Probate is the court-supervised transfer of property from a deceased person (decedent) to his or her heirs and beneficiaries.
If the decedent had a will, the will specifies who receives the decedent’s estate. If the decedent did not make a will, state law identifies the heirs of the estate.
Probate is a complicated court process that typically takes at least six months.
Our experienced probate attorneys can help you understand and complete the process in a timely, cost effective manner.
The Probate Process
The person who handles a probate for a decedent is known as the personal representative (sometimes called executor).
If the decedent died having signed a will (testate) the document likely nominates one or more people to act as personal representative.
Our probate attorneys can help identify the proper person to act as personal representative and work with them to open a court proceeding by preparing a petition.
The petition is filed with the court and reviewed by a judge before the personal representative is given authority to settle the decedent’s affairs.
Once appointed, the personal representative is generally tasked with:
- Identifying and notifying interested parties that a probate has been filed.
- Consolidating the decedent’s assets and preparing an inventory of assets for the court.
- Identifying the creditors of the decedent’s estate and verifying that sufficient assets exist to pay all creditors.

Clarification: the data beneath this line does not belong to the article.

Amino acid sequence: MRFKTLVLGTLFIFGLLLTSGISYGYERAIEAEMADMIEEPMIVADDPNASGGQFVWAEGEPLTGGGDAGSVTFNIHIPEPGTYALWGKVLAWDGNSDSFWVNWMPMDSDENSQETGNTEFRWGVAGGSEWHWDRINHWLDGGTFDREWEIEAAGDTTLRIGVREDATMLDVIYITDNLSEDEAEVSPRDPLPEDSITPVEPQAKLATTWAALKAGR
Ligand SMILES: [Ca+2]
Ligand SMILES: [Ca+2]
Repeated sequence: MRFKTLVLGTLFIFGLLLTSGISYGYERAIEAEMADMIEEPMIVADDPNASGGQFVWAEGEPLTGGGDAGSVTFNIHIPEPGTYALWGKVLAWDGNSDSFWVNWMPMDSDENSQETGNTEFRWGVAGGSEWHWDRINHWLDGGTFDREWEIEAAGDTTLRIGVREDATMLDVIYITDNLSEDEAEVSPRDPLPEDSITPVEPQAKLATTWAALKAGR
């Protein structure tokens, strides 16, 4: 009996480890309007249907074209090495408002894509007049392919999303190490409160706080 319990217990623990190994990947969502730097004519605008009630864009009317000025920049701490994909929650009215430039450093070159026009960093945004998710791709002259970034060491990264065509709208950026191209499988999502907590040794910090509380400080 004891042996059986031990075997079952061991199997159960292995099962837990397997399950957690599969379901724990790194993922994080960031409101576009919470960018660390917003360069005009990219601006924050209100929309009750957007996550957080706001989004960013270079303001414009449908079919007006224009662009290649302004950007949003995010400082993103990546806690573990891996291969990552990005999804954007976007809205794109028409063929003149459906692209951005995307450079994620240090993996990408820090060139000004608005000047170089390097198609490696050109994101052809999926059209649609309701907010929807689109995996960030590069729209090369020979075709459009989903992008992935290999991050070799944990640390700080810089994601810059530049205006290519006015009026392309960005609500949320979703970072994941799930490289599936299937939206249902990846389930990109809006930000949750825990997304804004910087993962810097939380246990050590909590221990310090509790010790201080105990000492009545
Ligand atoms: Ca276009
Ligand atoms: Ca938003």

- Providing notice to unknown creditors of their right to claim against the estate by publication in a newspaper.
- Filing final tax returns on behalf of the decedent.
- Making any specific distributions of the decedent’s property set forth in the will.
- As needed, the personal representative may seek court authority to sell property owned by the decedent.
- Once creditor claims have been paid and taxes filed, the personal representative accounts for their actions to the court.
- Upon approval of a final account, the personal representative may distribute remaining assets to the beneficiaries of the estate as outlined in the decedent’s will, or according to Utah law.
- The personal representative is entitled to be reimbursed for their expenses and compensated for their time.
A personal representative is a fiduciary—that is, they are managing money and assets that do not belong to them.
For this reason, the personal representative must be thorough, detail oriented, organized, and act impartially towards creditors, heirs and beneficiaries.
Why you need an attorney during probate
As you can see, it is very important for the personal representative to have good legal advice to help them navigate this complex process.
The attorneys at Ruesh & Reeve have represented hundreds of personal representatives, as well as heirs, devisees, creditors, and other interested family members involved in the probate process.